Memorial Day 2010 has come and gone. All across the nation, we found ways to observe this somber day with a mixture of tears, loss, and pride. Watching the Vice President place a wreath at the Tomb of the Unknown Soldier, and listening to TAPS being played while officers and soldiers stood at attention, made me cry.
While the day is celebrated as a holiday weekend, and families typically take to the parks, beaches and other recreational areas to spend time together, the reason for the hiatus from work must certainly have taken up mental space in most minds at some point during that day. In some towns, Boy and Girl Scouts placed small American Flags on the graves of those killed in action. At cemeteries and memorial parks everywhere, spouses, parents, siblings and friends gathered at the gravesites of their beloved, reminded yet again of their irreconcilable loss, mixed with a gut-wrenching sense of pride and patriotism.
I am among the lucky ones. So far, thank God and the fickle finger of fate, I have been spared the personal grief (in my immediate family circle) that so many thousands of families grapple with on Memorial Day. But nevertheless, I spent the day thinking about those who have sacrificed their lives for us, about all those who continue to serve in the military - who shoulder the task of putting themselves in harm's way, both here and abroad. I also thought about our Allies, and the risks, injuries and deaths our supporters have endured as well.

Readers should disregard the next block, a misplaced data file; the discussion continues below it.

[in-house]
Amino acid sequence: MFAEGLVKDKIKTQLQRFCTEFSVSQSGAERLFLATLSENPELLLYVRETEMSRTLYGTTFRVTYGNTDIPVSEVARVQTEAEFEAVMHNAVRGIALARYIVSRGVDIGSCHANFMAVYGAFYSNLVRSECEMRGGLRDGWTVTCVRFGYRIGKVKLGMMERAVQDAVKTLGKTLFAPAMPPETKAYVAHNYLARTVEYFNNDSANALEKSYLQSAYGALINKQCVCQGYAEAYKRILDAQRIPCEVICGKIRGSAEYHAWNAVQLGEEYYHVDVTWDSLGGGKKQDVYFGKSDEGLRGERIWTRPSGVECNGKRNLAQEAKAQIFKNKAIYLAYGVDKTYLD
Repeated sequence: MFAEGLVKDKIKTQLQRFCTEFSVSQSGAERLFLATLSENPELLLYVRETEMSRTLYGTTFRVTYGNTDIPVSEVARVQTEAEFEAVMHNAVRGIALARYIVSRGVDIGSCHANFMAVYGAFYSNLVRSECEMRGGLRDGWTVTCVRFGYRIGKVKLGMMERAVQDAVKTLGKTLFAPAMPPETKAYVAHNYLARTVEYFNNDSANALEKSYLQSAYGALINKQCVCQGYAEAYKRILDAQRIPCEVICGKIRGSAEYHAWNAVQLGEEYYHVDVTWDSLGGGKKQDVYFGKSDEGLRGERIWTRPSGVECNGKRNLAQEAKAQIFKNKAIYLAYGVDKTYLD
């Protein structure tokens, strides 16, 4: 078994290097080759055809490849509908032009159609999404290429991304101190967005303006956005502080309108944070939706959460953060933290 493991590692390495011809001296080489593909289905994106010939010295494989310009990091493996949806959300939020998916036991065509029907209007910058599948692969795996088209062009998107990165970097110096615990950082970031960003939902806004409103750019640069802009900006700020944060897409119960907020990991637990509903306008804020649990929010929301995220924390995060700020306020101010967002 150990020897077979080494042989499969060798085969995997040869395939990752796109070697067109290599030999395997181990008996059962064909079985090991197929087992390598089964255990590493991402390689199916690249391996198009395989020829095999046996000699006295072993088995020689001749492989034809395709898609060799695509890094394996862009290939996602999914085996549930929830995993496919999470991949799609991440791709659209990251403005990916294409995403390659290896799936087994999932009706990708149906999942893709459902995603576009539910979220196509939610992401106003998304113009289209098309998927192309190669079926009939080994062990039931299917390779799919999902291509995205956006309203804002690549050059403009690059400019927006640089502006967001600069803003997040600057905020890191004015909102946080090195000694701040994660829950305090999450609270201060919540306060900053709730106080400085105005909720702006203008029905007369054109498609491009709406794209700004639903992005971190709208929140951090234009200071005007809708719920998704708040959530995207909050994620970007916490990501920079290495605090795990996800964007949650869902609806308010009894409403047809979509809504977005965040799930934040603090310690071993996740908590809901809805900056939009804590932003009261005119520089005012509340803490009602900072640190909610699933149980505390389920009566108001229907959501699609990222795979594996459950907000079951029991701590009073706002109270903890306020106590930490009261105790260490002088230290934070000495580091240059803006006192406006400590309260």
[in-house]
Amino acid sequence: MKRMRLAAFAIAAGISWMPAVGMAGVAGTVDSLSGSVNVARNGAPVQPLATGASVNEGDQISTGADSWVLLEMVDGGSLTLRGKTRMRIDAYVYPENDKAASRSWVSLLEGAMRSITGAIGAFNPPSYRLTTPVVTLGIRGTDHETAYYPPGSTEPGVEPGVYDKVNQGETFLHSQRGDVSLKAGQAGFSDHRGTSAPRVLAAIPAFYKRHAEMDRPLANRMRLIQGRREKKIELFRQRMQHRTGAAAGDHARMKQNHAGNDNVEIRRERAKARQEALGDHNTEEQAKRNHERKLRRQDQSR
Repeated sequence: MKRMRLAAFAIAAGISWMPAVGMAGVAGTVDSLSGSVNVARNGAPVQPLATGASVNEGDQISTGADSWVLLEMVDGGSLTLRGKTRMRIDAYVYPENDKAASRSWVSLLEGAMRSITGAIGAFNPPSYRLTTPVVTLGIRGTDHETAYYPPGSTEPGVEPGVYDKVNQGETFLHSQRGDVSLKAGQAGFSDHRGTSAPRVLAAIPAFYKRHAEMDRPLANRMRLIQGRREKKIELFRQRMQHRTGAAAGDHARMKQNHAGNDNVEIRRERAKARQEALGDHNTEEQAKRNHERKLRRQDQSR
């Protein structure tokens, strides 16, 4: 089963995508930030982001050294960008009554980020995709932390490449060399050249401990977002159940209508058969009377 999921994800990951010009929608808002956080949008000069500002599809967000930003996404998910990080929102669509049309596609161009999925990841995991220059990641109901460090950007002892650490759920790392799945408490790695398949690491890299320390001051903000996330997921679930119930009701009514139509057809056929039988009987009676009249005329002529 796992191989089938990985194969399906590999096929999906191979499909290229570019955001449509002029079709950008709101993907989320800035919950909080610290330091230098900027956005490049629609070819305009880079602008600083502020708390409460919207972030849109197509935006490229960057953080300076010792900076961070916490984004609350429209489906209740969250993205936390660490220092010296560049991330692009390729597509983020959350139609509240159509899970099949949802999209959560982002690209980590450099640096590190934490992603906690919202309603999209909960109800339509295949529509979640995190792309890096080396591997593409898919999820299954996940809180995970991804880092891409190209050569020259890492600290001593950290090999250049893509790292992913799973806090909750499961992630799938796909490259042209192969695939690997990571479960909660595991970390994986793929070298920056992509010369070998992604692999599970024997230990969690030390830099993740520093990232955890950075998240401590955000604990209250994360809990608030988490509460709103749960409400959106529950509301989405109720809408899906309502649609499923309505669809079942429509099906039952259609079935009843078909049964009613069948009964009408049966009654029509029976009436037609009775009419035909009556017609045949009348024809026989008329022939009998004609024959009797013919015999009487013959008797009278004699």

What I am constantly aware of is that I am grateful. Whether I agree with the wars - past or present, is irrelevant. I wholeheartedly support our troops - and with all our ups and downs, I'm vigorously proud to be an American. One way I show my gratitude to our servicemen and women -- and nearly 20 percent of today's military is women -- is to support organizations that support them. Here are a few: www.operationhomefront.net, www.military.com/benefits, http://www.militaryspousehelp.com, www.helpourmilitaryfamilies.org, www.uso.org, www.operationaffirmative.com, www.anysoldier.com, www.ourmilitarykids.org.
Because our military is on call 24/7, three hundred and sixty-five days a year, just thinking about them for one day is not enough. You can bet the families who have lost a loved one think about them every single day. How can the rest of us do less?
Follow Cheryl Saban Ph.D. on Twitter: www.twitter.com/csaban